The imx185_parse_dt() function, which parses device trees, searches the device tree node for settings for clocks, GPIOs, and regulators, as well as any device-specific properties.
The values include but are not limited to:
mclk
pwdn-gpios
reset-gpios
af-gpios
avdd-reg
dvdd-reg
iovdd-reg
For information about setting up device trees, see Device Properties. You must match the name list with the names in the device tree to get the respective property-value pairs.
Media Controller Setup
A few additional components are needed to set up the media controller for V4L2. The “open” function call is a placeholder operation for satisfying the V4L2 subdevice internal operation requirements. The setup likely does not need to be changed apart from changing the name to match the devices.
imx185_open()
Subdevice function operations must link to the open operation:
static const struct v4l2_subdev_internal_ops
imx185_subdev_internal_ops = {
.open = imx185_open,
};
Media entity function operations must link to the V4L2 subdevice link validation method:
static const struct media_entity_operations imx185_media_ops = {
.link_validate = v4l2_subdev_link_validate,
};
Sensor Driver Probing
This topic describes the probing functions of the sensor driver.
Entry Point for Initialization During Boot
The imx185_probe() function is the driver’s entry point. The function first allocates memory for common data and sensor-private data. For more information, see Sensor-Private Data.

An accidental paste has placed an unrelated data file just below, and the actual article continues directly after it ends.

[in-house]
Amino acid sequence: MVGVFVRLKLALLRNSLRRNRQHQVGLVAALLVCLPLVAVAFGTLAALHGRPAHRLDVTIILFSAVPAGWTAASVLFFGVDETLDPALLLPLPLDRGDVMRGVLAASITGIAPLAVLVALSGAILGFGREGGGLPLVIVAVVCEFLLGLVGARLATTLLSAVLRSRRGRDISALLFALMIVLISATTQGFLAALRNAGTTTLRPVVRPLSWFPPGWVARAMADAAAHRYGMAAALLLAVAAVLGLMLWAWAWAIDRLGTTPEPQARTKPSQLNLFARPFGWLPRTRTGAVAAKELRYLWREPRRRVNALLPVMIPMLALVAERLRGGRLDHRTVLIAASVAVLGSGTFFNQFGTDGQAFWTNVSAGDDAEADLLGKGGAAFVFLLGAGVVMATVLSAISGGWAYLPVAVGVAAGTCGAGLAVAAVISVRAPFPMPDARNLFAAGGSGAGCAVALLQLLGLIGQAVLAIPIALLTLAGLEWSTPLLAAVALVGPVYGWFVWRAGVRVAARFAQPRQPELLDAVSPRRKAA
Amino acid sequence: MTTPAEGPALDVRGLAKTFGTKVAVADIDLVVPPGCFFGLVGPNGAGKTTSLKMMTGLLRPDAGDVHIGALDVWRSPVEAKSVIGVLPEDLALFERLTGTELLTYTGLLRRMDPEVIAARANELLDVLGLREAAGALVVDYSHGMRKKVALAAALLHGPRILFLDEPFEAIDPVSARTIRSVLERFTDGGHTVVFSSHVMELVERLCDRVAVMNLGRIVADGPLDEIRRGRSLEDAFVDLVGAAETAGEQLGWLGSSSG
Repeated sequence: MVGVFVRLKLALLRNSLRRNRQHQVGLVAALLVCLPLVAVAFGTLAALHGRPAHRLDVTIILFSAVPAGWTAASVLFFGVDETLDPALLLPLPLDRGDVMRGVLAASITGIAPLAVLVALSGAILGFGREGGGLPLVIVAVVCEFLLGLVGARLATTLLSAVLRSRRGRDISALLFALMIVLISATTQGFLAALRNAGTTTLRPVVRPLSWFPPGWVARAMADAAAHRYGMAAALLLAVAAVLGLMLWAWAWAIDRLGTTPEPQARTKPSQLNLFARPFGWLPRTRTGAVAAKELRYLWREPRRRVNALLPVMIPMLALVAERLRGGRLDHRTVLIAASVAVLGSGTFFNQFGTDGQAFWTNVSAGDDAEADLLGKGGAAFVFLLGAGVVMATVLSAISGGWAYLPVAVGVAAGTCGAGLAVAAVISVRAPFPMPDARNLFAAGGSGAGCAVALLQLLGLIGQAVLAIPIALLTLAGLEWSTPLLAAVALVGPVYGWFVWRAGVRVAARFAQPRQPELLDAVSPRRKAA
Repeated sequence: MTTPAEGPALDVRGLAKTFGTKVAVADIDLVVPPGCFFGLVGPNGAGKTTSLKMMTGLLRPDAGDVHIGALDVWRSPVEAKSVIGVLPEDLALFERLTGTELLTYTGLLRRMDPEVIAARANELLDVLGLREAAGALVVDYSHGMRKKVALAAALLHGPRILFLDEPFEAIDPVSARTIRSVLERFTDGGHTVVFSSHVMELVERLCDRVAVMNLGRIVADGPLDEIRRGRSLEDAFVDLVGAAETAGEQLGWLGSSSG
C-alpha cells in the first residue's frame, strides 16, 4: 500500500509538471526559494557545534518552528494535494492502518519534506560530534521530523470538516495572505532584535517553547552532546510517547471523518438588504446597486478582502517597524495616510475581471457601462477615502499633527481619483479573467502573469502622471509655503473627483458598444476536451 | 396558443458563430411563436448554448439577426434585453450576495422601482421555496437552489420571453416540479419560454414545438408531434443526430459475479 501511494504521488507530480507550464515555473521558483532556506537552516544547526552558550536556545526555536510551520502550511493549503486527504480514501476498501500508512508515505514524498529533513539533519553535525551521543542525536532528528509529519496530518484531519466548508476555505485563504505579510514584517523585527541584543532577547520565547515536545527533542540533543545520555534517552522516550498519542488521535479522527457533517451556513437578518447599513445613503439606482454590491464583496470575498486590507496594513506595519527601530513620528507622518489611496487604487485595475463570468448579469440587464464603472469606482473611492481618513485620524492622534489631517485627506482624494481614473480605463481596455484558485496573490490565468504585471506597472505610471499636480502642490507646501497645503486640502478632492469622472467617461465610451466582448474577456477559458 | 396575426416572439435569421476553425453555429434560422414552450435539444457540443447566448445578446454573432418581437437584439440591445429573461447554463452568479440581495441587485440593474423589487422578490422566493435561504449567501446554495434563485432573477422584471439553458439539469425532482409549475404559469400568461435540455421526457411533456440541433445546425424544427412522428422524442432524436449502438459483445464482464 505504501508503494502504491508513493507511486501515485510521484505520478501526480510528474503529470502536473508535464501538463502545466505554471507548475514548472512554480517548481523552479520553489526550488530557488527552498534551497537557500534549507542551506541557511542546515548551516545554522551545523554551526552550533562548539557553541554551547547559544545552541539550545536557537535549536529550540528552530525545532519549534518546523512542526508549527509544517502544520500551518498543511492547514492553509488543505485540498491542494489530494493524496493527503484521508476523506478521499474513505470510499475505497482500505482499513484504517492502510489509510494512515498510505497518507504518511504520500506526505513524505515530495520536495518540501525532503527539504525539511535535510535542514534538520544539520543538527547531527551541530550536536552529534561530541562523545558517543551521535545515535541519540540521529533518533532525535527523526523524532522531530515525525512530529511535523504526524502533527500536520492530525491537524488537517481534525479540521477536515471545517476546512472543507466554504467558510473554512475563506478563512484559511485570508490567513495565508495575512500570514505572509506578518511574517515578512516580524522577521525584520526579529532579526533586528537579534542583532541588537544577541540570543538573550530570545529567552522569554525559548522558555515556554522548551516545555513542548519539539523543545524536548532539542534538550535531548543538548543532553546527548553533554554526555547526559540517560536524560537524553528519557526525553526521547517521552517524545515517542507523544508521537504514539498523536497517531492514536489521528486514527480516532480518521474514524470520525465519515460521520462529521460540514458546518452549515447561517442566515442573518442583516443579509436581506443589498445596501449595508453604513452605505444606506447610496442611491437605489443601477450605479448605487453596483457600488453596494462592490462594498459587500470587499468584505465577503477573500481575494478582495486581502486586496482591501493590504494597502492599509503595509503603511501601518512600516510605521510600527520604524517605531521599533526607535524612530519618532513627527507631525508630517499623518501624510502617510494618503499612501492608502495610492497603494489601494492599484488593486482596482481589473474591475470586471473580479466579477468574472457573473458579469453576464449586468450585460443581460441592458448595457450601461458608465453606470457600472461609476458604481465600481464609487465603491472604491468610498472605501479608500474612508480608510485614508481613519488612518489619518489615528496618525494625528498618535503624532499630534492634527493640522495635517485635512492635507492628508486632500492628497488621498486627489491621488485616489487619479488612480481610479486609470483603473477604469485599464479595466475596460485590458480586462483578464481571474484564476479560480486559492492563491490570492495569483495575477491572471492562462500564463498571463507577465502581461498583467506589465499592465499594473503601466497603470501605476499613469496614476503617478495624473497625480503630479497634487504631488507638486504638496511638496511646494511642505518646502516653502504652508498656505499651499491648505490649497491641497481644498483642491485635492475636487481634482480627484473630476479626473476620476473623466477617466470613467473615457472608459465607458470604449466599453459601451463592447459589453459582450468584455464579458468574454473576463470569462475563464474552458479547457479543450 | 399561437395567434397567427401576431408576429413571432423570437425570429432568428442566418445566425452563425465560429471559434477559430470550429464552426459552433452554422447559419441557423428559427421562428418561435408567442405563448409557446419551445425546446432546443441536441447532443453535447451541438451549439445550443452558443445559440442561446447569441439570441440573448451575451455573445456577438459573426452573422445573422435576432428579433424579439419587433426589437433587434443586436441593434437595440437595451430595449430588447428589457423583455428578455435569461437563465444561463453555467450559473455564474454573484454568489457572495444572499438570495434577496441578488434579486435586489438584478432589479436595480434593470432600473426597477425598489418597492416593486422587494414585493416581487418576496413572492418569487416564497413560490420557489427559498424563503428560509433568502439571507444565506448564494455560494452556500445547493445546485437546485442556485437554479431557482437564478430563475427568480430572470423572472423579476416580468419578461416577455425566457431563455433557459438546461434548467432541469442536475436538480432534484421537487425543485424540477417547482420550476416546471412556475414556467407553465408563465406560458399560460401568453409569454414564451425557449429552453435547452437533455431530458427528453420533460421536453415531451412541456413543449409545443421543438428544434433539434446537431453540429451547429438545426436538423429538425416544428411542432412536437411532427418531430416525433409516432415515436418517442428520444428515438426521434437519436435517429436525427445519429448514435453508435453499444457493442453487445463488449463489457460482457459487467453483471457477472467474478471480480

common_data = devm_kzalloc(&client->dev,
sizeof(struct camera_common_data), GFP_KERNEL);
 
priv = devm_kzalloc(&client->dev,
sizeof(struct imx185) + sizeof(struct v4l2_ctrl *) *
ARRAY_SIZE(ctrl_config_list),
GFP_KERNEL);
It then initializes regmap.
priv->regmap = devm_regmap_init_i2c(client, &sensor_regmap_config);
Then it calls the other initialization functions.
// See the section Parser for Device Trees: stored in private
// data pdata field.
imx185_parse_dt(client);
 
// See Power Functions.
imx185_power_get(priv);
 
// Link the appropriate subdevice ops. See
// Setting Up V4L2 Subdevice and Camera Common.
v4l2_i2c_subdev_init(&common_data->subdev, client, &subdev_ops);
 
// See Control Initialization.
imx185_ctrls_init(priv);
Next, the function links the common data and sensor-private values:
// Link to ops. See Setting Up V4L2 Subdevice and Camera Common.
common_data->ops = & imx185_common_ops;
 
// Control handler linking.
common_data->ctrl_handler = &priv->ctrl_handler;
 
// I2C client passed in to probe.
common_data->i2c_client = client;
 
// Default to frame format 0. See Mode Tables.
common_data->frmfmt = & imx185_frmfmt[0];
 
// Based on default data format definition, generally defaults
// to the same format. See Macro Definitions.
common_data->colorfmt = camera_common_find_datafmt(
IMX185_DEFAULT_DATAFMT);
 
// Power-handler linking.
common_data->power = &priv->power;
 
// Sensor-private data linking.
common_data->priv = (void *)priv;
 
// Number of format is frame format. See Macro Definitions.
common_data->numfmts = ARRAY_SIZE(imx185_frmfmt);
 
// Initialize camera common code.
camera_common_initialize(common_data, “imx185”);
Setup of Default Values for Common Data
For more information, see Macro Definitions.
common_data->def_mode = IMX185_DEFAULT_MODE;
common_data->def_width = IMX185_DEFAULT_WIDTH;
common_data->def_height = IMX185_DEFAULT_HEIGHT;
common_data->def_clk_freq = IMX185_DEFAULT_CLK_FREQ;
 
// I2C client passed in to probe
priv->i2c_client = client;